Rep. Ilhan Omar is reportedly severing financial ties with her husband’s political consulting firm after previous payments totaling nearly $ 2.8 million ignited scrutiny and complaints to a campaign finance watchdog.
In an email to supporters on Sunday, Omar, D-Minn., said her campaign was terminating its contract with E Street Group to “make sure that anybody who is supporting our campaign with their time or financial support feels there is no perceived issue with that support," Volgens die Star Tribune, which first reported the news.
The contract was a lucrative one for E Street Group LLC, which is owned by Omar’s now-husband Tim Mynett: Her campaign reported paying the firm more than $ 1.6 million from the beginning of 2019 through July 22, 2020, according to Federal Election Commission data, on top of another $ 1.1 million in the third quarter of this year alone.
A spokesperson for Omar did not immediately respond to a Fox News request for comment. E Street Group also did not respond to a request for comment.
“Every dollar that was spent went to a team of more than twenty that were helping us fight back against attacks and organize on the ground and online in a COVID-19 world,” Omar wrote in the email. “And Tim — beyond his salary at the firm — received no profit whatsoever from the consulting relationship the firm provided.”
Those payments previously prompted a conservative group to file a complaint to the FEC last year, alleging Omar’s campaign had illegally used campaign funds to pay for the personal travel expenses of Mynett. The FEC has not taken public action regarding the complaint.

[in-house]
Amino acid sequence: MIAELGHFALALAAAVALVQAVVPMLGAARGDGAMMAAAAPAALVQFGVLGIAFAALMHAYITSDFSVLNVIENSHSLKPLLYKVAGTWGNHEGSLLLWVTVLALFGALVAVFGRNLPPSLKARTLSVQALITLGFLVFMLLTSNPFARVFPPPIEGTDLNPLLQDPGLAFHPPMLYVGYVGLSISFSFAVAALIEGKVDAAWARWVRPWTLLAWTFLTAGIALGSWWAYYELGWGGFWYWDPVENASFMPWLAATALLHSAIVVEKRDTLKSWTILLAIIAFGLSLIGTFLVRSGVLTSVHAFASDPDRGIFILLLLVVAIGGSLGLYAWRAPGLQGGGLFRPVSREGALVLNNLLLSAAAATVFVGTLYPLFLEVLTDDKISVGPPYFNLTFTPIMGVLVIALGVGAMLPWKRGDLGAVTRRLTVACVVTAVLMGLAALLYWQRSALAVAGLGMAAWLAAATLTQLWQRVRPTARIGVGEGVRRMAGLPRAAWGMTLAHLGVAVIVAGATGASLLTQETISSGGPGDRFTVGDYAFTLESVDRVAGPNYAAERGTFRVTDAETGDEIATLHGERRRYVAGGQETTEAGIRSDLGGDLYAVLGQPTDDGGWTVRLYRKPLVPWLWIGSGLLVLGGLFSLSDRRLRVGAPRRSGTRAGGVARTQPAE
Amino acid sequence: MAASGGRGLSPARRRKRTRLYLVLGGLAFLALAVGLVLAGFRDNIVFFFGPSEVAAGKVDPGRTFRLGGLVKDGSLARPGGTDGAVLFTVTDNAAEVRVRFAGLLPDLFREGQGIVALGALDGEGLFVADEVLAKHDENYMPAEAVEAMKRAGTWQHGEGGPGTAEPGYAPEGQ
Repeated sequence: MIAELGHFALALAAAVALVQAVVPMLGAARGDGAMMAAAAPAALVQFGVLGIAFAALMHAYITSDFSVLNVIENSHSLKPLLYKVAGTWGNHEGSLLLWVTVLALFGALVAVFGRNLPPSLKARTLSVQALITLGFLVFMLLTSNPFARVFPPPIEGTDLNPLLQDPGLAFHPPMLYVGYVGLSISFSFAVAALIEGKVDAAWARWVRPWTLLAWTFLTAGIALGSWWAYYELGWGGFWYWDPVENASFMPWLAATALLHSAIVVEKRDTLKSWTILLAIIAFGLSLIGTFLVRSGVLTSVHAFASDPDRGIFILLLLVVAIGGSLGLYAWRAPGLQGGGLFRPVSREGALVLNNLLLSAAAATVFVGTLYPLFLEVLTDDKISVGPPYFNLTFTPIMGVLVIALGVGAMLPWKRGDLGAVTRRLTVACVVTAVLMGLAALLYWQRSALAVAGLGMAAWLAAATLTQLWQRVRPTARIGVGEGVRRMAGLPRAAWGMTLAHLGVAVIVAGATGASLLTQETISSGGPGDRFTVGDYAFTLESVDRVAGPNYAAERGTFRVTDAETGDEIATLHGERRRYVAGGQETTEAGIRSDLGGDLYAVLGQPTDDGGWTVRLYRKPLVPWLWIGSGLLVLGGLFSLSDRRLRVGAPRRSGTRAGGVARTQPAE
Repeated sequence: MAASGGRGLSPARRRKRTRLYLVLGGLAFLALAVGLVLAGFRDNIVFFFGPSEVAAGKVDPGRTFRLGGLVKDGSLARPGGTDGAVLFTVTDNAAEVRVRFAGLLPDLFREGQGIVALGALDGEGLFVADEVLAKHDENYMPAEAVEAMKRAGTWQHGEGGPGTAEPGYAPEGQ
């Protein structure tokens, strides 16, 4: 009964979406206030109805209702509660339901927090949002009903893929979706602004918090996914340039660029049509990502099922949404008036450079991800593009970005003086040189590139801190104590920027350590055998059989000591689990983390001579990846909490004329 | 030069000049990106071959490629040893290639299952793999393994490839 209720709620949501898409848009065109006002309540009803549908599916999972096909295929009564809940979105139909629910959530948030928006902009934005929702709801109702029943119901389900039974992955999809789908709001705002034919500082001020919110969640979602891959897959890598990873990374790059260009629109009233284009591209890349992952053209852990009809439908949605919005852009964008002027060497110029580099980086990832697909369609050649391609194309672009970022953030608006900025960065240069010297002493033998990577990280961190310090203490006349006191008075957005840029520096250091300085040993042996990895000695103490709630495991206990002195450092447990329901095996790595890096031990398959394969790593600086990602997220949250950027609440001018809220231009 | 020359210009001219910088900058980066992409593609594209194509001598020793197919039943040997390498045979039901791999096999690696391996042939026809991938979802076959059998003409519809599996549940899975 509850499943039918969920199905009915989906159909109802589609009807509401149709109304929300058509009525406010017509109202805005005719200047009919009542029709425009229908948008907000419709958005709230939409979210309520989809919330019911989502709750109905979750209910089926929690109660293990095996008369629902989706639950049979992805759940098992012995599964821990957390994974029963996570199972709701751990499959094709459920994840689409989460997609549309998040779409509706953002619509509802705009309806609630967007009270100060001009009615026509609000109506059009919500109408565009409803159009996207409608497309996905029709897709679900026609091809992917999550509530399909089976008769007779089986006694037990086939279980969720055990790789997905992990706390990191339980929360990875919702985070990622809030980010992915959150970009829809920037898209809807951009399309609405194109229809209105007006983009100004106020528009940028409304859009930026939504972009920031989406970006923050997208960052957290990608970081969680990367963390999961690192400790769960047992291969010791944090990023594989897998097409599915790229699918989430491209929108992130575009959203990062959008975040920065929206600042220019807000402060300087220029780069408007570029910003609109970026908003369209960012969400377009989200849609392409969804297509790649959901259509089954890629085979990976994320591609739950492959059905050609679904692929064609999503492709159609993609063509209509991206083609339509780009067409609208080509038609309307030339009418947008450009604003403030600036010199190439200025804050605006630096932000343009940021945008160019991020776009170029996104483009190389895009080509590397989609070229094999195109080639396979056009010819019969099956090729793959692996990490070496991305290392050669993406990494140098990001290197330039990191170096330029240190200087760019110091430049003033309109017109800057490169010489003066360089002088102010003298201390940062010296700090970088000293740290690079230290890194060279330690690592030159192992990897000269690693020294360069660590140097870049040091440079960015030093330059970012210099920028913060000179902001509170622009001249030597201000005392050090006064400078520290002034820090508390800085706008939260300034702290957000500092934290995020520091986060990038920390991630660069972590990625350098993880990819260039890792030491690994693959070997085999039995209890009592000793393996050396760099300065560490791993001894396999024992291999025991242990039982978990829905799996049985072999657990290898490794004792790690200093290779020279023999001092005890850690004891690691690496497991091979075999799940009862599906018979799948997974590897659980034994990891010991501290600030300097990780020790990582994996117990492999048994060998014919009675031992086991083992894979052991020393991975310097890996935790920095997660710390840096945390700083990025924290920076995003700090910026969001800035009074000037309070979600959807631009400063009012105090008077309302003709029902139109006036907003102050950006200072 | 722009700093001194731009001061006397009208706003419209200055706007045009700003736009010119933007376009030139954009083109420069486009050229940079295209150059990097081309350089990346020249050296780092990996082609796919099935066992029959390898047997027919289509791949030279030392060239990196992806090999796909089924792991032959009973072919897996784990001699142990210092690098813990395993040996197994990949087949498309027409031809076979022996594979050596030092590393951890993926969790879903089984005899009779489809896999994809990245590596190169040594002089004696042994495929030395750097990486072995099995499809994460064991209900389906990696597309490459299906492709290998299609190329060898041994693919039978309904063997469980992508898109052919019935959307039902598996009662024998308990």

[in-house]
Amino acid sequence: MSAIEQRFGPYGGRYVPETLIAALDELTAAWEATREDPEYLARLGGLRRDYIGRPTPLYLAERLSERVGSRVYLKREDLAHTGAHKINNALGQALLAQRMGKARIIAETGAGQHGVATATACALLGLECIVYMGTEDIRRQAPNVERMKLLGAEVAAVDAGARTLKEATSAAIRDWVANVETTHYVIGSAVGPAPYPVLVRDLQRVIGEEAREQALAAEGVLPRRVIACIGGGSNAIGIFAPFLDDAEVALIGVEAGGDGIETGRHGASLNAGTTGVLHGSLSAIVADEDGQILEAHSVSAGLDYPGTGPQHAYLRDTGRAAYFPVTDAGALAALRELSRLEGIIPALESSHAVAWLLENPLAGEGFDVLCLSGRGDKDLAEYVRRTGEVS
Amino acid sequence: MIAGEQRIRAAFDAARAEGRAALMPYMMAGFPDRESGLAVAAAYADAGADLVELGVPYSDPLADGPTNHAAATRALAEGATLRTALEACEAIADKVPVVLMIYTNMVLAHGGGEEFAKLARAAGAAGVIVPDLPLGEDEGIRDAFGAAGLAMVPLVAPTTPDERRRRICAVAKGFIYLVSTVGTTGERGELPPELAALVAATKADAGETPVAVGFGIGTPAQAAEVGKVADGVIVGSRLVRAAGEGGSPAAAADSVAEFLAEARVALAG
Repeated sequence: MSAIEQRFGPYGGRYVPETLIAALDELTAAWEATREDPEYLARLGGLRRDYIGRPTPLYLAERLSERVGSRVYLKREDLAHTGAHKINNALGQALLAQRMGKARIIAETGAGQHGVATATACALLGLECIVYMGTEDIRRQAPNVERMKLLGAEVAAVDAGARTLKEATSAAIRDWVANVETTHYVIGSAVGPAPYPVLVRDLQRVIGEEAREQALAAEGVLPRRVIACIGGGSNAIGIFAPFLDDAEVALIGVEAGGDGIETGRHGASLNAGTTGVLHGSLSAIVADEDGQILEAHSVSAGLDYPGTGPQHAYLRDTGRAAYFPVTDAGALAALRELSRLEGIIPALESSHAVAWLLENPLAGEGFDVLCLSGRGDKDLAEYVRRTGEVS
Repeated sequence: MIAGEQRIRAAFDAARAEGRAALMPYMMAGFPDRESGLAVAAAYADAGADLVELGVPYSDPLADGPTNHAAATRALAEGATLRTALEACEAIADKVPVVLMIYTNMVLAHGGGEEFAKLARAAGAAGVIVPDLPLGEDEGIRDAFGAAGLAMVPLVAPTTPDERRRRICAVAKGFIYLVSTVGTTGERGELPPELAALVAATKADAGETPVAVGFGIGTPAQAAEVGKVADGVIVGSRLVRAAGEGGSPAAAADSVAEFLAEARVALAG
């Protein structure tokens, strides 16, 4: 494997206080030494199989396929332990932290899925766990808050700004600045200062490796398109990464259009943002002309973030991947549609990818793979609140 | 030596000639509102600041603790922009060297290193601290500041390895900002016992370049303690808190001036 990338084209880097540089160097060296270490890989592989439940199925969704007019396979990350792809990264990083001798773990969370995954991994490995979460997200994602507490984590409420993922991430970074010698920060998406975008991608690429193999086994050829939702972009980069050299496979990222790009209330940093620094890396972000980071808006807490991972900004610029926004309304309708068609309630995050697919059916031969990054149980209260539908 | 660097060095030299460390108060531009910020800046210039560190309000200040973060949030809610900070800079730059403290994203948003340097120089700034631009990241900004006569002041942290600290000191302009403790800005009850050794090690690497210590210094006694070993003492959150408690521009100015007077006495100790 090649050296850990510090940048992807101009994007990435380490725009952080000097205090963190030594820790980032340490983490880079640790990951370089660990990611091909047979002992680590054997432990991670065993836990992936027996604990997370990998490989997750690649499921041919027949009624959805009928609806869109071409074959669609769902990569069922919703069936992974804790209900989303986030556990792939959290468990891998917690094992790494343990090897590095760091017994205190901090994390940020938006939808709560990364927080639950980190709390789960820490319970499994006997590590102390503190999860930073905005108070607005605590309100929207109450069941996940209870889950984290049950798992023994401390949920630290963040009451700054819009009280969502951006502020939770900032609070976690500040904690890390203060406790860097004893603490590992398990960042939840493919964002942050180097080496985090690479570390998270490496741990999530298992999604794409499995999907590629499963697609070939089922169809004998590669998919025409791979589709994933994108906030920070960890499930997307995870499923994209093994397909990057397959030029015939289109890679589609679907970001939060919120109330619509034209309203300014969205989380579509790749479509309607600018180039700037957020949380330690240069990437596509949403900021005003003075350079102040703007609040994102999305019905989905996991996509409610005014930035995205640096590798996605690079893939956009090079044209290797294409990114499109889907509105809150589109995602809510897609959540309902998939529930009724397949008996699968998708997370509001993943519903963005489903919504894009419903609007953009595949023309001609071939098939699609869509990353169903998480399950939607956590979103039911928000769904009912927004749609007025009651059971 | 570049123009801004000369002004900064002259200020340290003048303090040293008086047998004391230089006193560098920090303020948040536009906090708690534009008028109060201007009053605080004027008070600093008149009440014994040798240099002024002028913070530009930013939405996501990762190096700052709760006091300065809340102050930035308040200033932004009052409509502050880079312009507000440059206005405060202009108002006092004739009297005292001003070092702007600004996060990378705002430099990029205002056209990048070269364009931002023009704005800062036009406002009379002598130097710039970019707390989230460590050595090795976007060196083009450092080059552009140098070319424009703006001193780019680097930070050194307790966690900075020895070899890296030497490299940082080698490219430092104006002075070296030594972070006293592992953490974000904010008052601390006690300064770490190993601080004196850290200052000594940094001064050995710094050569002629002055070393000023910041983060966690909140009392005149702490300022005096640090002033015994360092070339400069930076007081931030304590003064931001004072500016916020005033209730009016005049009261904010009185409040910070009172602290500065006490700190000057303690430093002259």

Vroeër die jaar, Omar defended her expenses to E Street Group as legitimate and claimed that her relationship with Mynett began “long after” her campaign began working with the firm. Omar and Mynett married in March, months after the two finalized divorces with their previous spouses.
“We consulted with a top FEC campaign attorney to ensure there were no possible legal issues with our relationship,” she tweeted in March. “We were told this is not uncommon and that no, there weren’t.”
But Thomas Anderson, a spokesman for the National Legal and Policy Center, the group that filed the initial complaint, said Omar’s response failed to adequately address concerns about how the money was spent.
“We feel Congresswoman Omar is attempting to clean up a mess we laid out in our complaint,” hy gesê.
Omar, one of the four progressive congresswomen popularly known as “die groep,” has previously come under fire over campaign finance issues: While in the Minnesota House, Omar was ordered to reimburse her own campaign account more than $ 3,000 and pay a $ 500 fine for violating state regulations.
Omar easily won reelection to a second term two weeks ago, defeating Republican challenger Lacy Johnson in Minnesota’s heavily Democratic 5th District, which includes Minneapolis.